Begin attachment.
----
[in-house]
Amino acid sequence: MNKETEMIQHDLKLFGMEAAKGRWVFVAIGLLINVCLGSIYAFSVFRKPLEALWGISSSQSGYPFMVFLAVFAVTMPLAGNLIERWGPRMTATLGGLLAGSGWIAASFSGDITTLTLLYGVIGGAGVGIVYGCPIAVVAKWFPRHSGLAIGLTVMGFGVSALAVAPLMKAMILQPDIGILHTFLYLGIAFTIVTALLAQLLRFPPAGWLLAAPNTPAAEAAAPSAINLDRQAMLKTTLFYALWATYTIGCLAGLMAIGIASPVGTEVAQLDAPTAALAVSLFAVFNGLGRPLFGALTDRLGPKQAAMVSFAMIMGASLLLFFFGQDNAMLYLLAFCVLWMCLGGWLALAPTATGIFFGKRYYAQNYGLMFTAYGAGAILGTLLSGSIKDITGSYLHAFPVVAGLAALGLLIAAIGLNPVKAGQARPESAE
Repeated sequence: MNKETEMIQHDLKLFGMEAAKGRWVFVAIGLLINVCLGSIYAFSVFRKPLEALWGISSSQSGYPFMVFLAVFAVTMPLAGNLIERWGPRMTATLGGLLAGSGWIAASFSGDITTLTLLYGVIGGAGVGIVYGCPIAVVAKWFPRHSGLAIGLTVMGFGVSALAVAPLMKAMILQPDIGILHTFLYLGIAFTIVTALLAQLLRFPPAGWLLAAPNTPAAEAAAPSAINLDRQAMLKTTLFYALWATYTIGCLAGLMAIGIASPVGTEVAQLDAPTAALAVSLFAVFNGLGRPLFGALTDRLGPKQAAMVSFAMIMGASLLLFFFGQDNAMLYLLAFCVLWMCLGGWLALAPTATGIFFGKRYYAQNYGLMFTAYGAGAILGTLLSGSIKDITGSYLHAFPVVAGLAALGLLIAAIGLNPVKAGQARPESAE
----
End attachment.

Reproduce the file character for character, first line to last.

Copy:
[in-house]
Amino acid sequence: MNKETEMIQHDLKLFGMEAAKGRWVFVAIGLLINVCLGSIYAFSVFRKPLEALWGISSSQSGYPFMVFLAVFAVTMPLAGNLIERWGPRMTATLGGLLAGSGWIAASFSGDITTLTLLYGVIGGAGVGIVYGCPIAVVAKWFPRHSGLAIGLTVMGFGVSALAVAPLMKAMILQPDIGILHTFLYLGIAFTIVTALLAQLLRFPPAGWLLAAPNTPAAEAAAPSAINLDRQAMLKTTLFYALWATYTIGCLAGLMAIGIASPVGTEVAQLDAPTAALAVSLFAVFNGLGRPLFGALTDRLGPKQAAMVSFAMIMGASLLLFFFGQDNAMLYLLAFCVLWMCLGGWLALAPTATGIFFGKRYYAQNYGLMFTAYGAGAILGTLLSGSIKDITGSYLHAFPVVAGLAALGLLIAAIGLNPVKAGQARPESAE
Repeated sequence: MNKETEMIQHDLKLFGMEAAKGRWVFVAIGLLINVCLGSIYAFSVFRKPLEALWGISSSQSGYPFMVFLAVFAVTMPLAGNLIERWGPRMTATLGGLLAGSGWIAASFSGDITTLTLLYGVIGGAGVGIVYGCPIAVVAKWFPRHSGLAIGLTVMGFGVSALAVAPLMKAMILQPDIGILHTFLYLGIAFTIVTALLAQLLRFPPAGWLLAAPNTPAAEAAAPSAINLDRQAMLKTTLFYALWATYTIGCLAGLMAIGIASPVGTEVAQLDAPTAALAVSLFAVFNGLGRPLFGALTDRLGPKQAAMVSFAMIMGASLLLFFFGQDNAMLYLLAFCVLWMCLGGWLALAPTATGIFFGKRYYAQNYGLMFTAYGAGAILGTLLSGSIKDITGSYLHAFPVVAGLAALGLLIAAIGLNPVKAGQARPESAE